GenericUI Design Gallery
Page Designs that Inspire Our Guidelines
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There are five billion web pages out there.
Yes, you can create a new design, but the odds make it unlikely
that you will. More importantly, creativity is not the goal
for designing functional software. Instead, you should be applying
the lessons learned by others and good graphic art judgment.
The top pages by the top providers generally have "been
there—done that" a thousand times over. Learn from
them, as we have below.
By all means, E-mail
me to replace any of these with a superior example.
Table Row Shading, 3 colors
Table Row Shading, 2 colors
The Choice of Sans-Serif Fonts
Virtually all top sites use sans-serif fonts like Arial or
Verdana. Here's just one, UPS:
Links that Are Not Underlined, Philly.com
It's more common than you think...
"Fork in the Road"
Online check printing companies are often
good models of "application" sites because they are
expected to be very quick and easy sales. If you can't order
checks in 10 minutes, you're going to go somewhere else. This
one shows a login vs. new user fork in the road that we'll redesign
with our styles soon.
Procedure Steps on Home
This bullet-step motif is important if you
need to get users to perform multiple steps. We
reviewed a site that needed this format.
Our favorite search tool, Copernic
also shows how to list features available in multiple versions.
And one I modeled after it:
Tabs for White Pages
There's a million different formats for simulating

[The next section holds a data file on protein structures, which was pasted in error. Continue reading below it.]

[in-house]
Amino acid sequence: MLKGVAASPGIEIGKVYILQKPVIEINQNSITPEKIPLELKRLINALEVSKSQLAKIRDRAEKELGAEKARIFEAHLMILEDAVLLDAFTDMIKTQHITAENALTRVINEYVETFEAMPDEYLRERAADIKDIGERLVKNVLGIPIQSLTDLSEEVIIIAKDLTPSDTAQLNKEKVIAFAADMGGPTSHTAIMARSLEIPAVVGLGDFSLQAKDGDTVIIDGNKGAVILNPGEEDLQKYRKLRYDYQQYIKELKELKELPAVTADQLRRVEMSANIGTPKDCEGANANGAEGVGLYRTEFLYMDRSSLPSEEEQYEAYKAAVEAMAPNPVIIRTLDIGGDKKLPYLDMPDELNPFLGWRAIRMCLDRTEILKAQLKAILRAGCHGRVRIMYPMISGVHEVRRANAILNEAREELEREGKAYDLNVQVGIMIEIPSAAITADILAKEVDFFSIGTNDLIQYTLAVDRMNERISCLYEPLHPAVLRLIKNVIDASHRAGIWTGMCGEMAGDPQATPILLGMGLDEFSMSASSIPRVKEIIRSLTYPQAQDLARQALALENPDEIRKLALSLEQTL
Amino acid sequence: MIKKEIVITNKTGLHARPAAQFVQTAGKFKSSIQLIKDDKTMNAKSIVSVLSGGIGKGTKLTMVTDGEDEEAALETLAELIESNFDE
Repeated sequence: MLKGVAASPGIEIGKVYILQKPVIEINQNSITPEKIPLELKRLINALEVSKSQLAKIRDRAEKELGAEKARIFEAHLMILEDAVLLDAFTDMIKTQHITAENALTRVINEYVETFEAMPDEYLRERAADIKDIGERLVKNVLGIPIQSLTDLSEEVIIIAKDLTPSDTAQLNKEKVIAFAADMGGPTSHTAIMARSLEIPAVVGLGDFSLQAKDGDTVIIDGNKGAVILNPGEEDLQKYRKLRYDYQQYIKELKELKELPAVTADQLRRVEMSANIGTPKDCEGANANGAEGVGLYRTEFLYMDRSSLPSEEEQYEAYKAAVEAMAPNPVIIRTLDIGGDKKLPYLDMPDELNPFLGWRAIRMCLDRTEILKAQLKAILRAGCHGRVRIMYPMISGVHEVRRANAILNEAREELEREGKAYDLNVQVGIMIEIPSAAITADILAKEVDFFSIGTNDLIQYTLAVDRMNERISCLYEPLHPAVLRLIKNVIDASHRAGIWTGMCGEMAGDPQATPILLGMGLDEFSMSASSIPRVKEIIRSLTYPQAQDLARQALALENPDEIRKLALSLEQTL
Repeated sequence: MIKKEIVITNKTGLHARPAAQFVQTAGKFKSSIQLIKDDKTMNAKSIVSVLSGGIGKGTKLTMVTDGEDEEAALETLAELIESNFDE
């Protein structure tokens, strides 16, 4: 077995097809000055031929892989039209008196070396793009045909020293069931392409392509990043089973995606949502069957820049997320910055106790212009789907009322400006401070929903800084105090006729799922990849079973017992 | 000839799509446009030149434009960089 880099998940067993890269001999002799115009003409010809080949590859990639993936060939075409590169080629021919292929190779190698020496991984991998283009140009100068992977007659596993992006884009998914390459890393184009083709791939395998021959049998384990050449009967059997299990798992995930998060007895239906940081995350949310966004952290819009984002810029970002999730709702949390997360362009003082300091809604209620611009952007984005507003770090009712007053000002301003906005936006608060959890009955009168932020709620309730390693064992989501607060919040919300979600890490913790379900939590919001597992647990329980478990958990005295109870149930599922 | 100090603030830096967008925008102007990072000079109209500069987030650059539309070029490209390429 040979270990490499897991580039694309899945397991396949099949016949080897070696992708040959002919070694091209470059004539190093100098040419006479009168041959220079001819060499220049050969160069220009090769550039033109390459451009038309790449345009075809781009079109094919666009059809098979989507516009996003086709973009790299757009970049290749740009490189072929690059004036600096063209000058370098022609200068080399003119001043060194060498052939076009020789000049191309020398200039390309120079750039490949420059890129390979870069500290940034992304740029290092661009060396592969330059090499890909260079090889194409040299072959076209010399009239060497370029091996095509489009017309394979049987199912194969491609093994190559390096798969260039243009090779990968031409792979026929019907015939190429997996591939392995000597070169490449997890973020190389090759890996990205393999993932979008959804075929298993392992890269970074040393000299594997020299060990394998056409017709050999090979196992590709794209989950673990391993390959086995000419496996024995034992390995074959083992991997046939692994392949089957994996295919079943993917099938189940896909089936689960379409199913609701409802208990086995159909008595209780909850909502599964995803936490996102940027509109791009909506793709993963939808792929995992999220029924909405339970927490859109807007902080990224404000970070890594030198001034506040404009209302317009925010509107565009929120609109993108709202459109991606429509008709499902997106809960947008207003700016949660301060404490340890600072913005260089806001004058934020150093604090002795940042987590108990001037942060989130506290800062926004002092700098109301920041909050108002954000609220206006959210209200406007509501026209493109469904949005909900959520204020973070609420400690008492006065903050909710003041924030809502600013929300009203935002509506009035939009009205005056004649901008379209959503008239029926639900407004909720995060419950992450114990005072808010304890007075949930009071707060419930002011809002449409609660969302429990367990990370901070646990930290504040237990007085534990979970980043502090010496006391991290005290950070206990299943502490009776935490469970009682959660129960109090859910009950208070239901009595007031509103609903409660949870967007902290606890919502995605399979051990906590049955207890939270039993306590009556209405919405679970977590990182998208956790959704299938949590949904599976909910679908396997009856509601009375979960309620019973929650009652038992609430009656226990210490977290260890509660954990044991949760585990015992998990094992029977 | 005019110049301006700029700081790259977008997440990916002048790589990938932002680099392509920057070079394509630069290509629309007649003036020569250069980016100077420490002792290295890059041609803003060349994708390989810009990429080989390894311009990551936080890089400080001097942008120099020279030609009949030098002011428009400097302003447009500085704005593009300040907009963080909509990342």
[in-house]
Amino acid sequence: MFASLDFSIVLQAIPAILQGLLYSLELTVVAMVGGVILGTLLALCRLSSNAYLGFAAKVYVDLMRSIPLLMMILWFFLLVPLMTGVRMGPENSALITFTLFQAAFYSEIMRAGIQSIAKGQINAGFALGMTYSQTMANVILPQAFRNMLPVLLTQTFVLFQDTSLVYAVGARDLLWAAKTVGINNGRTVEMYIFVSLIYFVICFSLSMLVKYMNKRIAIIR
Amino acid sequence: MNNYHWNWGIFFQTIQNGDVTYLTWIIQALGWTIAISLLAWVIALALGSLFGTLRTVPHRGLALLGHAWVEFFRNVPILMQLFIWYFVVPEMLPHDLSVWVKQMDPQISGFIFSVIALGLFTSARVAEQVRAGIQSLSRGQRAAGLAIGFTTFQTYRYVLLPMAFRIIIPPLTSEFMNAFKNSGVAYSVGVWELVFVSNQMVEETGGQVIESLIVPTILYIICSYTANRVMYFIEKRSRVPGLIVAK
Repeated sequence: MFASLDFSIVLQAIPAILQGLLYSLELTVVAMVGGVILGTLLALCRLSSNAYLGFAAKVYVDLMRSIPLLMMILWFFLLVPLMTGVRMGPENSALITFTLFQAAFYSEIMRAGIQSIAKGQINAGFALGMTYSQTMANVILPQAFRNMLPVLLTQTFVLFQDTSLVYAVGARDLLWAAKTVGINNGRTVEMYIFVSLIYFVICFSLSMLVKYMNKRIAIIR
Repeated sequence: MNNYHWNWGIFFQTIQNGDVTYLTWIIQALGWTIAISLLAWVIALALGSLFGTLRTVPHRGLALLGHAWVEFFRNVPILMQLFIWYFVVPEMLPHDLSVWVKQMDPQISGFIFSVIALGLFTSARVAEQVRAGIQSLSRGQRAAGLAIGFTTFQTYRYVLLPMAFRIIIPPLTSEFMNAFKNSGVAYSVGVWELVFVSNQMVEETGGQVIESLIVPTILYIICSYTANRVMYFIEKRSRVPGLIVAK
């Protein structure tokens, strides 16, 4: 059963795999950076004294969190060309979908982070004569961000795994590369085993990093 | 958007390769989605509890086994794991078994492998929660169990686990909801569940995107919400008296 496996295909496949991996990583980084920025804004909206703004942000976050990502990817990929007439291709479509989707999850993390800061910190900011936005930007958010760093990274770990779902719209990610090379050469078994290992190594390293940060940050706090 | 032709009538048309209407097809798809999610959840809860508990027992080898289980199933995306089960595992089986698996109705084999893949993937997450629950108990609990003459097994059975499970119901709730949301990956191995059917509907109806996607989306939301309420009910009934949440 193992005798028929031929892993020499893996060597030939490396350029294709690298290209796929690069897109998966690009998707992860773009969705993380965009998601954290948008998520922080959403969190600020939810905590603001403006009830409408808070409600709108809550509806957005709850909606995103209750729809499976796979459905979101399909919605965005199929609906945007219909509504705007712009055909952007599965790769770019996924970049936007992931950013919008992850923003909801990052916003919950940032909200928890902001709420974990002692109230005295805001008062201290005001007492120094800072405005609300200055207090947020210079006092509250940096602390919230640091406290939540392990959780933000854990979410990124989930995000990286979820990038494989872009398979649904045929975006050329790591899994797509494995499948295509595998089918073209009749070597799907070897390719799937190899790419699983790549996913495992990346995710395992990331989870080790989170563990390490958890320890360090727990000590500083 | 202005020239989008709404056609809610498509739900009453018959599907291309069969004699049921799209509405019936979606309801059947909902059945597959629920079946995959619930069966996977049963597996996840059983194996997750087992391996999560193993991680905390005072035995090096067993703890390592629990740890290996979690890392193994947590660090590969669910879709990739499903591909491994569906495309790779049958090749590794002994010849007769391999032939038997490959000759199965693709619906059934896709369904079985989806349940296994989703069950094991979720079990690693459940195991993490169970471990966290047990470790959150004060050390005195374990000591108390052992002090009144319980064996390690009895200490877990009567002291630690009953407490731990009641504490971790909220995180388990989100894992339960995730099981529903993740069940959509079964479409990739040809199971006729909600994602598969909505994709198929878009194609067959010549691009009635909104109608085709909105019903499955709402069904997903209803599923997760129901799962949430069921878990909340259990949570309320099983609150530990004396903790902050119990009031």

tabs, but the tricky part is coming up with a simple design
that is works with a white page body. These examples inspire
me to declare that using a white foreground tab is the new
"defacto standard" for web design. You heard it hear first.
- Notice the article name works as a link even
though it's not underlined.
- Search boxes top and bottom.
- Can't find it and advanced options
- Search criteria and results enumerated
No, it's not a web page but there's a real
strong pattern for the future in showing basic (wizard/step-through)
and advanced (direct access) tabs.
E-Mail Newsletter, Installshield
This is just great graphic design but there are some classic
"elements of style":
- Raised shadow page on darker background.
- White body, muted background
- Rounded corners
- Small fonts look sophisticated.
- TOC top left
- Nice "display fonts" for "Installshield Developer Wins..."
and other headers.
Error Message Design
Nothing fancy but does the job, graphically. How 'bout making
a link of the word "print" How many improvements can you recommend?
Next and Back Buttons
Gratuitous graphics are something to avoid, but a fading photographic
image is starting to become a staple in the body of intro pages,
like a watermark.
Left Nav with Tree Control
Full Client-Server-Type Interface, a Spreadsheet Tool
This is a picture of the product I've designed recently, proCube™
Web, a multidimensional database system for Excel-based financial
users, from www.SatoriGroupinc.com.
Download Time Estimate
We should find a better one pretty easily, but this caught
our eye. MS always has a way to put some new paint on such
Hmmm. Should they list the siblings (members) of the clicked
scope? I guess they have to, right? No, they have to work like
a menu... you click a breadcrumb that says Cats and the list
says "Cats, House, Tigers, Pumas," right?
OK, they're offering you free things, money, gasoline, and,
essentially sex, right? Thousands of years of biology, hundreds
of years of marketing and art knowledge, fifty years of technology—computer
and cosmetological, that is... it's all in this one image;
who am I to not publish it because it's spectacularly
sexist? How many subtleties can you find? Candy? (How many
customer service folks that look like this do you think they
have at JC Whitney?) See also my
article about seductive art...